There is a famous quote ascribed to Henry Ford.
"Thinking is the hardest work there is, which is the probable reason so few engage in it."
I was curious so I went looking for the source. The quote is from an article Ford wrote for the April 1928 issue of The Forum. I would encourage you to read it. Apart from his thoughts on "thinking" it is worth the read to see how closely the issues and debates of his day match our own. You can view page images of the original periodical here. But back to the quote.
Thinking is indeed hard work. In the article Ford draws a distinction between thinking, wondering, just having ideas and intelligence.
Intelligence comprehends the outlines of a thing. Thinking breaks it into its elements, analyzes it, and puts it together again.
The problem, as in Ford's day, is that our overcommitted schedules and multitasking habits drive out any time to just think. Last week I was listening to an interview with Sara Blakely, founder of Spanx. She lamented the loss of time to just think because one of her favorite places to be alone and think is in the car. But now her office is only 15 minutes from home. Single, childless adults cannot relate to this, but a kid free car is near and dear to every parent's heart. I can sympathize with Blakely's desire for a longer drive to work. She solved her problem with a fake commute. Every morning she drives around Atlanta for an hour on her way to work and another hour on her way home.
Blakely's story reminded me of my college years. I inherited my grandfather's Dodge Ram 50 pickup truck, and I would drive it from Central Florida to Chattanooga, Tennessee for school. It had an old AM radio that was virtually useless on the interstate. So for eight hour stretches of time I would sit behind the wheel and just think. I can remember getting ready for a trip and deciding what I would think about, what project I would work on, what problem I would try to solve for the next eight hours.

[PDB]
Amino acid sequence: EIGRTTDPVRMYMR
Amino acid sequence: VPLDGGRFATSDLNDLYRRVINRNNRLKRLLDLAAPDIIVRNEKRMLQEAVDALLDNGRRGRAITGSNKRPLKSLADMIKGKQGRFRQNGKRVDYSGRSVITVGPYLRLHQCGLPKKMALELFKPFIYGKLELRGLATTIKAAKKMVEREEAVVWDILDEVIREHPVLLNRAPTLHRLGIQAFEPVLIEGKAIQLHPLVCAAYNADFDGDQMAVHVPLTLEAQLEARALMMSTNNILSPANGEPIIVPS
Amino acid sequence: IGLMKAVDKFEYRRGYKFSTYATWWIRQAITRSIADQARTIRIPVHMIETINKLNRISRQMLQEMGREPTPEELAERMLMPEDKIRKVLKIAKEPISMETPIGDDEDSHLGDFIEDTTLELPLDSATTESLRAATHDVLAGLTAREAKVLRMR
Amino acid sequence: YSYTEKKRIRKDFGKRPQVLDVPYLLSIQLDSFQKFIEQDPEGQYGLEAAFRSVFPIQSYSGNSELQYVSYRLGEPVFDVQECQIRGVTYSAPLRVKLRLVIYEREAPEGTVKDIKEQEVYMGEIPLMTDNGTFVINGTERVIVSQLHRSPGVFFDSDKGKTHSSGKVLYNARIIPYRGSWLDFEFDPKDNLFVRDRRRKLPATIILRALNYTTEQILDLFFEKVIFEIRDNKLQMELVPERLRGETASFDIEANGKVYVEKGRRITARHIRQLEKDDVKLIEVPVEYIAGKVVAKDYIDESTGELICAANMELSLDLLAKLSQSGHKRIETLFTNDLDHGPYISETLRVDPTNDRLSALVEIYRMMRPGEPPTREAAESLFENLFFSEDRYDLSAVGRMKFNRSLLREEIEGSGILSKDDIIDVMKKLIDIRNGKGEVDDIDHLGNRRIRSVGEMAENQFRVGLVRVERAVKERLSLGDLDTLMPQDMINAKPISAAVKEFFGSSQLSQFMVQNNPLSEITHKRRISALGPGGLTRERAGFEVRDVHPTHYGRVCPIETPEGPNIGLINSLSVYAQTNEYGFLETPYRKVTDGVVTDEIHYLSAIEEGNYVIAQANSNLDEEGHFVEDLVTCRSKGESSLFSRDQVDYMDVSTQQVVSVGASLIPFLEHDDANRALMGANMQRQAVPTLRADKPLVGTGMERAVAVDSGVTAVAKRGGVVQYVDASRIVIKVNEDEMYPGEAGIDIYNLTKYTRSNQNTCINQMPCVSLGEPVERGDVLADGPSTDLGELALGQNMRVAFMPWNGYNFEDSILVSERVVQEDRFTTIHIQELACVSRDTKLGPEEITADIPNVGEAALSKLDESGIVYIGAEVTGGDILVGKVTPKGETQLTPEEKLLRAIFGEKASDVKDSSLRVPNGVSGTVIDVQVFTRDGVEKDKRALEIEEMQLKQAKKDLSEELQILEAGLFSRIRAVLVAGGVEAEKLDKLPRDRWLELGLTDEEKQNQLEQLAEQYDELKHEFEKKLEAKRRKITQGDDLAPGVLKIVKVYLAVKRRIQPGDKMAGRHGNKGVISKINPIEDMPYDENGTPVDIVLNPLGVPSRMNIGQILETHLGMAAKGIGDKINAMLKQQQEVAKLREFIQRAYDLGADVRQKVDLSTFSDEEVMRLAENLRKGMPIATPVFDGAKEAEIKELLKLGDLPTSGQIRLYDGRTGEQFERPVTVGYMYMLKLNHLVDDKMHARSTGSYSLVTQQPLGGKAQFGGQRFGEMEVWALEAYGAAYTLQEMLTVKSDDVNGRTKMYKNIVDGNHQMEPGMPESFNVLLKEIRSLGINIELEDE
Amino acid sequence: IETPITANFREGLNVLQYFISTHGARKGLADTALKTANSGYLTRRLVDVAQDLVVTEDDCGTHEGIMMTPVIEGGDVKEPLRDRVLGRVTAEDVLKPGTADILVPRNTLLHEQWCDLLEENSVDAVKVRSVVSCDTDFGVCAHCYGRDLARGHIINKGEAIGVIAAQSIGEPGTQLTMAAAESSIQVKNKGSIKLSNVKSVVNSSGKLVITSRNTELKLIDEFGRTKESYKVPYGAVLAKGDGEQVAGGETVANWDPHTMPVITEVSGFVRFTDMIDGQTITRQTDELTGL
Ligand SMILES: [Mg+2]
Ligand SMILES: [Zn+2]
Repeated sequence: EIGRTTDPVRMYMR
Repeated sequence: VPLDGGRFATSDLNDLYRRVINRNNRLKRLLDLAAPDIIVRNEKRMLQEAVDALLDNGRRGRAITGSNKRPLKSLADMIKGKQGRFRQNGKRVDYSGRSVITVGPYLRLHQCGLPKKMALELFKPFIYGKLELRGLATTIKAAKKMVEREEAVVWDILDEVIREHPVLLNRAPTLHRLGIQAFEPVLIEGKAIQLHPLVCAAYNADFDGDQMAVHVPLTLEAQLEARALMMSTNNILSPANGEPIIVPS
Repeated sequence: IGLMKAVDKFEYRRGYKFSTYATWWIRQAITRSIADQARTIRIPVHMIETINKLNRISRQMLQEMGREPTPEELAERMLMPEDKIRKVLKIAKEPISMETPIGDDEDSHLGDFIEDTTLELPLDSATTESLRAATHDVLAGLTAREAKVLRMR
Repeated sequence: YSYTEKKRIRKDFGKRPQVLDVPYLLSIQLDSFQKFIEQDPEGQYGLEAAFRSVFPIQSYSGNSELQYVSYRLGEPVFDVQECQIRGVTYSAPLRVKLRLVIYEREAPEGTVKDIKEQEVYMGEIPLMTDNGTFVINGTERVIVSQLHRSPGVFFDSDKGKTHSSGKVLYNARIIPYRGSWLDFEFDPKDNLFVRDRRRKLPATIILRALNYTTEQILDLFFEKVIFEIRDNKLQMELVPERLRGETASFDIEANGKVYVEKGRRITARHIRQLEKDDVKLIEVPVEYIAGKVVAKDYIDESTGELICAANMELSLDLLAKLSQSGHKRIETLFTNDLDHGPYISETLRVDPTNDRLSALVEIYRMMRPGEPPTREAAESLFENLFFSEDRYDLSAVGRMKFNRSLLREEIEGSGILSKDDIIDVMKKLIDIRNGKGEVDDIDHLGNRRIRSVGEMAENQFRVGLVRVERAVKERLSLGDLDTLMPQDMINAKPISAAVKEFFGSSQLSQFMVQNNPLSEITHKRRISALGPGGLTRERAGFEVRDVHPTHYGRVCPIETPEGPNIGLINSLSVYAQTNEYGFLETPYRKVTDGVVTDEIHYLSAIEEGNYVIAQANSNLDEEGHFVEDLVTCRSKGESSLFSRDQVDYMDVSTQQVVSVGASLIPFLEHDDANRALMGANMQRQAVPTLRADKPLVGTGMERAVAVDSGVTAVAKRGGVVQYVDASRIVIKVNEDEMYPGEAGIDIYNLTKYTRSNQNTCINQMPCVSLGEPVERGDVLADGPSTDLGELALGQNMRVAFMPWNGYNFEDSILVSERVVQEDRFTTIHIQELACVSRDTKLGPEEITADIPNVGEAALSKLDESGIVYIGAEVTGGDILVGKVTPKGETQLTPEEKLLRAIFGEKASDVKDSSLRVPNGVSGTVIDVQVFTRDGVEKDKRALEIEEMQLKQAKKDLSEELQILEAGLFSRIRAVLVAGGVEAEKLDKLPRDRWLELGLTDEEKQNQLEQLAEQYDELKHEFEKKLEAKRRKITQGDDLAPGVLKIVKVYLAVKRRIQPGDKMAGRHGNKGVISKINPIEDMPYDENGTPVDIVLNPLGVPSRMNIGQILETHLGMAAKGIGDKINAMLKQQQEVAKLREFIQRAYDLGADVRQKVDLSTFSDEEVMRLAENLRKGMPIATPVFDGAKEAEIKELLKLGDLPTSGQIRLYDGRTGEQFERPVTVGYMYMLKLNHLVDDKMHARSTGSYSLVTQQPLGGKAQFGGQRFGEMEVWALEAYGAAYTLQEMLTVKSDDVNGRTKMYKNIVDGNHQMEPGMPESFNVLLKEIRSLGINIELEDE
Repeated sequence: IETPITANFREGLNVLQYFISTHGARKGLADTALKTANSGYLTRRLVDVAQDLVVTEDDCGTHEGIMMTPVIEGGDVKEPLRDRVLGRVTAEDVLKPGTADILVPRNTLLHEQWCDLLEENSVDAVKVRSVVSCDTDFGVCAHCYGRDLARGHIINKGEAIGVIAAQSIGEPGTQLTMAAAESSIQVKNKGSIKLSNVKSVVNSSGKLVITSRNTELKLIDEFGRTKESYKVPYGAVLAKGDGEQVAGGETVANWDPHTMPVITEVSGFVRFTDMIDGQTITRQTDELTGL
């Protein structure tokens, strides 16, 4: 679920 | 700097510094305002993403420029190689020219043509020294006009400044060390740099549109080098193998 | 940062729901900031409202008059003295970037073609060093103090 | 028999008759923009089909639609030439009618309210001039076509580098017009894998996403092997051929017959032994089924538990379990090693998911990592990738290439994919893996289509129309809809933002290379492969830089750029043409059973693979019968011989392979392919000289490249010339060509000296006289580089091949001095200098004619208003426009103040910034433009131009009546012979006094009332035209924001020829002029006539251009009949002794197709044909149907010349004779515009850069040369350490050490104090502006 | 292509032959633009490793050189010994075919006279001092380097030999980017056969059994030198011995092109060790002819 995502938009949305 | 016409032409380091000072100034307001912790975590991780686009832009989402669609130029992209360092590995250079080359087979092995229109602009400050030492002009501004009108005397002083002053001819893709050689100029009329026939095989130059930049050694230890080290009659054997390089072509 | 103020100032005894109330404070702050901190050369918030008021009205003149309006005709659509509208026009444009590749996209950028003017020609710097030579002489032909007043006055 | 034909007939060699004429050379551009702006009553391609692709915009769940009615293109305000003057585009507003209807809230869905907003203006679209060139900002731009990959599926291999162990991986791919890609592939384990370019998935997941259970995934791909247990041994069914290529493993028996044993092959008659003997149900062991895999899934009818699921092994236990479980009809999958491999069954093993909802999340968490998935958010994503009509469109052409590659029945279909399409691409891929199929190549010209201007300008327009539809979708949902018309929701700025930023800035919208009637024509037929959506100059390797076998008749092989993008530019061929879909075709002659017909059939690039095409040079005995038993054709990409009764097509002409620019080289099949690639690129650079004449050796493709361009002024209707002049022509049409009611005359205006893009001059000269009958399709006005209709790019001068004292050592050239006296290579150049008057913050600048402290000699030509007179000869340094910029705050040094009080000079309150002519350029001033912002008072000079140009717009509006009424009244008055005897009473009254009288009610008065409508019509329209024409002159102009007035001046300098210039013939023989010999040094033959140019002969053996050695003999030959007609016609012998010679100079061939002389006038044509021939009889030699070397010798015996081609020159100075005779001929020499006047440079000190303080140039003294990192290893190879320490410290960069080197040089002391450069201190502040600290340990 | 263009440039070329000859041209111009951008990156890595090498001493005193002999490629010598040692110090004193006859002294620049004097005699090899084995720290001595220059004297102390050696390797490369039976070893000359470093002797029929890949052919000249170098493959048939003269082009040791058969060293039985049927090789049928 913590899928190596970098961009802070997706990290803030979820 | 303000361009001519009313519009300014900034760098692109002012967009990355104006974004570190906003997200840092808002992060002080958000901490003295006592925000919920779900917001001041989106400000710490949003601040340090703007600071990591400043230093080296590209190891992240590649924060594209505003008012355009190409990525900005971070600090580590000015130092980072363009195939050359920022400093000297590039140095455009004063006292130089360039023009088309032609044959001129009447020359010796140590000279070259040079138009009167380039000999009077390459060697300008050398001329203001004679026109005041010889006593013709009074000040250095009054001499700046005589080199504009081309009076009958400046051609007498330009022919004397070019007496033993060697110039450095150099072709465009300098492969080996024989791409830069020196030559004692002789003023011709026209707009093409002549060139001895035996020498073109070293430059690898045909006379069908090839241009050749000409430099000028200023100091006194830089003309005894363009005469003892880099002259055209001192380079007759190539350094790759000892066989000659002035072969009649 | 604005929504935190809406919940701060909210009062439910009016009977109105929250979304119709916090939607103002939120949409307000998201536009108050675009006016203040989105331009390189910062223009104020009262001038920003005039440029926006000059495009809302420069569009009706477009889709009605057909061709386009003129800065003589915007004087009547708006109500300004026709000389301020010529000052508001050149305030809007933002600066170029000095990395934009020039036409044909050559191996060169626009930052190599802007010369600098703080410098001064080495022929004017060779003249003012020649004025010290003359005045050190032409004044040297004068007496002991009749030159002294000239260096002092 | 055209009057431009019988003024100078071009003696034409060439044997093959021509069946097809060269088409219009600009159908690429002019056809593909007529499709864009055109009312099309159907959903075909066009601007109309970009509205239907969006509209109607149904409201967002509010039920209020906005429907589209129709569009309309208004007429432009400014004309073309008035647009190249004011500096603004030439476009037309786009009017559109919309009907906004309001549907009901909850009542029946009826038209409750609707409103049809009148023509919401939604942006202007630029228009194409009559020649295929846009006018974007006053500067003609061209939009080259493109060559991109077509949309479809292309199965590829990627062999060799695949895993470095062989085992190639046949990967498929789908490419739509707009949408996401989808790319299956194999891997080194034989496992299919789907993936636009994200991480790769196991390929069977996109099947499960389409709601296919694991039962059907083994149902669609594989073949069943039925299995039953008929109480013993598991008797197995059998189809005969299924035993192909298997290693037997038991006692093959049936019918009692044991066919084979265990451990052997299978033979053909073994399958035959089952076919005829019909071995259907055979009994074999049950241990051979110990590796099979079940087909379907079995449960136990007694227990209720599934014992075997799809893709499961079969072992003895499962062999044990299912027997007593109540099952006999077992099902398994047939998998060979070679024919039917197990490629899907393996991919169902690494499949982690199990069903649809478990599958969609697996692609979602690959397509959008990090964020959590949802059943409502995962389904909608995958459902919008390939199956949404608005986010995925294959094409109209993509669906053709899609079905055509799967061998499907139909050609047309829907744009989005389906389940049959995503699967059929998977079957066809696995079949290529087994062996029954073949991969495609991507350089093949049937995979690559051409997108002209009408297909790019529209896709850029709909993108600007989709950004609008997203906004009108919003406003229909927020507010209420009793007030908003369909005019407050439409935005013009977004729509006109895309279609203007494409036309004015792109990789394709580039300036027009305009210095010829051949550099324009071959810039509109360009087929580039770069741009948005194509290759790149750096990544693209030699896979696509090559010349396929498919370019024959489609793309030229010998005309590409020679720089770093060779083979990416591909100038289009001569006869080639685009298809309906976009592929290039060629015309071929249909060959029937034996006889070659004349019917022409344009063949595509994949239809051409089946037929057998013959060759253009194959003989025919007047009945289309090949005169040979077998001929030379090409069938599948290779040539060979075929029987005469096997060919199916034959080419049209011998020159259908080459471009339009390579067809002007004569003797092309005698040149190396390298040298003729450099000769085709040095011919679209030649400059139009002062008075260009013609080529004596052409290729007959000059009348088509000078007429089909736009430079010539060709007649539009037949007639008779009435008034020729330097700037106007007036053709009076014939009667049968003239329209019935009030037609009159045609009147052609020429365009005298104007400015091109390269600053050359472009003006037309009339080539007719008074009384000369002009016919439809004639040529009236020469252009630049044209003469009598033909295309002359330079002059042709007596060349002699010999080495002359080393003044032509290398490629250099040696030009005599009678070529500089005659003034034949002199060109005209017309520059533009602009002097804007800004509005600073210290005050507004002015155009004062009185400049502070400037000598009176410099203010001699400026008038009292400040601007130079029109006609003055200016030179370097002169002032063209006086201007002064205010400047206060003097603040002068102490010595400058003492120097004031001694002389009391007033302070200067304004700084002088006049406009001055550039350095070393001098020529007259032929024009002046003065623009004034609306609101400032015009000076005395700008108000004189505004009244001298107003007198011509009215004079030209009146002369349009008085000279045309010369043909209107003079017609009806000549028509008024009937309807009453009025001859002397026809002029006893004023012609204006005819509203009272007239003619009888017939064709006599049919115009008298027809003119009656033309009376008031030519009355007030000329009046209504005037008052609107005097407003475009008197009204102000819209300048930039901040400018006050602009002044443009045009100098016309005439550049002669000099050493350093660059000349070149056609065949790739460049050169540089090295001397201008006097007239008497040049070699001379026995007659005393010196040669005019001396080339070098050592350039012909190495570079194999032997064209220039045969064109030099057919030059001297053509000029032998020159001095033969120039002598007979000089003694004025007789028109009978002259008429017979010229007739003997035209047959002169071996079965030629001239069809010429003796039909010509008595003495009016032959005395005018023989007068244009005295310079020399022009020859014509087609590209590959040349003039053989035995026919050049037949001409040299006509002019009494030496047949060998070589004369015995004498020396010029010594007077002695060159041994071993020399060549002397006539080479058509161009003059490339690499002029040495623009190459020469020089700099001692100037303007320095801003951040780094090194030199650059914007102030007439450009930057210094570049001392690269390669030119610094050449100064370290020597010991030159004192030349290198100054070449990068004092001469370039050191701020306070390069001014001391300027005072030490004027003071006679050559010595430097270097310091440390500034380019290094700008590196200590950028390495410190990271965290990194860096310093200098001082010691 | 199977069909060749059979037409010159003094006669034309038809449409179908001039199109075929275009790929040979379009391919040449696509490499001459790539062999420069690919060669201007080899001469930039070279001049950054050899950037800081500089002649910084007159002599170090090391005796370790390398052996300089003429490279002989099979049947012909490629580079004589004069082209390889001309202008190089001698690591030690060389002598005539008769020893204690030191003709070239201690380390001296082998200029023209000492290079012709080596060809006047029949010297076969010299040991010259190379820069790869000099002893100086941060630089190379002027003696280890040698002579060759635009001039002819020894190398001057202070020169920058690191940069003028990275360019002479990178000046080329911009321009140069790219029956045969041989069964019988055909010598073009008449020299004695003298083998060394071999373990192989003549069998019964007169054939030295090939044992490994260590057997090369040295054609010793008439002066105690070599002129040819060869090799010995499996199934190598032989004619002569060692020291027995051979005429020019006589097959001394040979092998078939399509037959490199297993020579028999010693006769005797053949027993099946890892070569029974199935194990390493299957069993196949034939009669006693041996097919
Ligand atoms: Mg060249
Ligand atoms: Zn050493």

That was back in the early 90's. In that same scenario today, without a radio, I would just put on my headphones and start listening to whichever audiobook or podcast currently had my attention. I would literally consume information for eight hours straight with very little time spent digesting it or working out its application for my life.
I'm not saying that podcasts and audiobooks are bad. I listen to a lot of them, and I get great information. But I admit that my application of their ideas and concepts is pretty shallow. Without the time to seriously think, break apart the ideas and put them back together again my application is mostly just tips, tricks, and hacks that require a minimum amount of effort.
So I started to experiment. I decided to find as much thinking time as I could. I would stop consuming so much information and just try to process more. After about 10 days I calculated that I have at least 25 hours a week just to think. Here's how I did it.
Like Blakely, drive time is by far the biggest chunk of discretionary time I get during the week. On most days I am traveling to and from one or more clients for meetings. I average about 350 miles a week. At an average speed of 35 miles an hour that's about 10 hours of drive time. On some days it's more and on some days it's less but 10 hours is about right. My normal routine during drive time is to just listen to podcasts or audiobooks. Instead I can reclaim this time and get uninterrupted quiet time to just think.
The second biggest chunk comes when I'm just doing things around the house. Washing dishes, mopping floors, doing some kind of outside project on the weekends… It all adds up. Normally I'd have headphones in listening to another podcast. This accounts for about 7 hours every week.